It turns out that I have been wrong all this time!
Sleep is important and does help prevent injury and assist in the recovery from injury.
For years I have had the attitude that there is plenty of time to sleep when you are dead, and I’ve survived on between 4 and 6 hours sleep a night.
But about three weeks ago I was out training and listening to a podcast (I listen to lots of podcasts when training) about the importance of sleep, and it got me thinking about what I am trying to achieve this year – the fact that I am working to improve my diet, trying to stretch more, and generally just trying to be a bit healthier. But I am still trying to survive on less than an optimal amount of sleep.
So for the last three weeks I have been trying to get 8 hours sleep at least three times a week, and trying to average 7 hours sleep per night overall. I’m not quite there yet, but I already feel better due to the extra hour or more of sleep that I am getting each night, and I think that this is another area that I will monitor over the next six months in the lead-up to the 6 jours de france (Privas 6 day race) in October.
Four months in to my new healthier eating and it is almost like healthy eating is now becoming natural to me. I haven’t had a ‘heat n eat’ meal all year. I used to eat one at least once a week, if not twice. I have only eaten chocolate twice – during the M25 walk in March and one other long training walk. I hardly drink any coke. I cook a vegetarian omelette (sometimes with the addition of some bacon) for breakfast on days when I have time, otherwise I have porridge – both much better for me than cornflakes. And more recently I have been focusing on eating more fruit including a minimum of two bananas every day.
In January I set myself a target of stretching for 30 minutes three times per week. I haven’t yet met that target but without the goal of three sessions per week I probably wouldn’t even do one stretching session. This month I averaged twice a week.
At the start of the month I was struggling a little with both my right knee and right hip but they appear to be better now and I have cancelled the MRI that I was booked to have on my knee in early May. I think the additional sleep has helped aid my recovery.
I haven’t done any back-to-back long walks like I had hoped to do during April but I did get in two 50+ kilometre walks as well as a sub 30 minute 5km (my first since July 2014) and I feel that I am in great shape and am looking forward to my first two races of the year – the Continental Centurions race (24 hours) in two weeks time followed by the 145 mile Grand Union Canal Race at the end of May. In theory, from just those two walks alone I will cover 260 miles (418km) during May which will make May my biggest distance month since May of last year. Add to that a couple weeks of light training between now and the Centurion race and I could end up with over 500km next month.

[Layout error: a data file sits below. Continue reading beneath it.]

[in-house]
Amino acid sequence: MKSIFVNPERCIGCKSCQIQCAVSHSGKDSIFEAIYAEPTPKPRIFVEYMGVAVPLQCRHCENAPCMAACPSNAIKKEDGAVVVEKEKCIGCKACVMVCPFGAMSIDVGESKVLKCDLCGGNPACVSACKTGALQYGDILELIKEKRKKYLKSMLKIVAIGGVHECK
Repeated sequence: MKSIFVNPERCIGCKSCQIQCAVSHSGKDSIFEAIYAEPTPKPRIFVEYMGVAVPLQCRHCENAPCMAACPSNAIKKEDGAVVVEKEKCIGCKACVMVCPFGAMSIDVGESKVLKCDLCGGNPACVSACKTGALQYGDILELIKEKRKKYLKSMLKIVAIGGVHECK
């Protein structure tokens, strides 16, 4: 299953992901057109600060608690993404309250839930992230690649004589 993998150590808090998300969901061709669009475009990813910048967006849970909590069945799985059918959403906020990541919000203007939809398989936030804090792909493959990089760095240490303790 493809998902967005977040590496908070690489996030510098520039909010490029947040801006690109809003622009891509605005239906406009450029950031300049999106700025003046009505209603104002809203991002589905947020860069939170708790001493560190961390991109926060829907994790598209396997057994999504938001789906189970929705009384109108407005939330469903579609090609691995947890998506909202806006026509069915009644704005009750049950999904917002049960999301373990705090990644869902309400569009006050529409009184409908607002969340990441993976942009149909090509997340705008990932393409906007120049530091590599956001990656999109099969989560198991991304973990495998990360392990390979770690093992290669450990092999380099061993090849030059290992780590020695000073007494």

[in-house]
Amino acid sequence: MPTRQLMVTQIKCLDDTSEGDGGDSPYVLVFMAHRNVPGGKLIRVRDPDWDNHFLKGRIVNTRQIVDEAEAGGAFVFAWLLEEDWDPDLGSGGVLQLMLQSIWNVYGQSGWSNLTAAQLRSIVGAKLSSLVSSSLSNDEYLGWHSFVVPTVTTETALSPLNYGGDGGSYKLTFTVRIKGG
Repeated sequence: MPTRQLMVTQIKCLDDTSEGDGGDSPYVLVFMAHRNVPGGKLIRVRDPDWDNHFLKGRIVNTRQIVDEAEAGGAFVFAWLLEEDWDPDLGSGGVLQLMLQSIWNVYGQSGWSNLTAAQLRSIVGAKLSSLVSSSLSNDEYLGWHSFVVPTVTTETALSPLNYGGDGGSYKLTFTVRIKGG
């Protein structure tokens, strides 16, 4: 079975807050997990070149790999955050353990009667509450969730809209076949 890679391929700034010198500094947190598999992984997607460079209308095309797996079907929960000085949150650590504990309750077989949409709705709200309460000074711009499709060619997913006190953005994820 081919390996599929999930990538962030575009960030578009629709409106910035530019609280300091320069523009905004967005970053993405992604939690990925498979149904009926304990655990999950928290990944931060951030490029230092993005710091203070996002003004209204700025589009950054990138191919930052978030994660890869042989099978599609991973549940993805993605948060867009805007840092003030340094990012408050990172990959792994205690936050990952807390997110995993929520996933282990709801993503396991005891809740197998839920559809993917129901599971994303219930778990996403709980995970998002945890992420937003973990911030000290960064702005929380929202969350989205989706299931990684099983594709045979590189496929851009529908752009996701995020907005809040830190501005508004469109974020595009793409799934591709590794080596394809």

Year To Date Mileage:
|Year To Date||789 miles||1,270km|
Total hours: 174
Longest walk: 120 miles (194km) – being the first 34 ½ hours of the M25 circumnavigation.
None. My first race of 2016 is the Continental Centurions race (24 hours) in mid May and I will follow that up with the 145 mile Grand Union Canal Race at the end of May.
Plans for May:
- Continental Centurions Race in Holland 14/15 May.
My original plan was to take this race reasonably easy and just aim to get through 100 miles in less than 24 hours in order to become a Continental Centurion but to save myself for the Grand Union Canal Race two weeks later. However, I feel that I am in great shape at the moment and capable of walking a PB, and hopefully going under 21 hours for 100 miles and over 182.6km in 24 hours to claim the New Zealand records which are currently held by Peter Bailie. We will have to see what the weather is like on the weekend, but at this stage my intention is to walk hard for the whole 24 hours and then take two weeks of almost complete rest before my next race.
- Grand Union Canal Race 28/29 May.
I was disappointed with my result in this race last year. I really struggled during the last 17 hours, taking 43 hours to complete the race. This year I want to get under 40 hours but this will be very much dependent on how hard I race in Holland and how well I recover.
And why am I writing all this?
I have huge plans for 2016. Everything is focused around the 6 jours de france (Privas 6 day race) in October, and I am breaking my preparation down in to individual months – April was month four of a 9 ½ month build-up and was all about recovering from some minor injuries and getting back in to my training. May is going to be all about pushing myself through two big races which are both mini goals in their own right, but are also about building mental strength for October. I read a quote the other day that “ultra-distance racing is 90% mental and the other 10% is in the head”. That is what I will be working on during May.
And at the end of each month I will write another review and set my goals/plans for the next month.
Writing this blog post helps me to focus on what I need to do.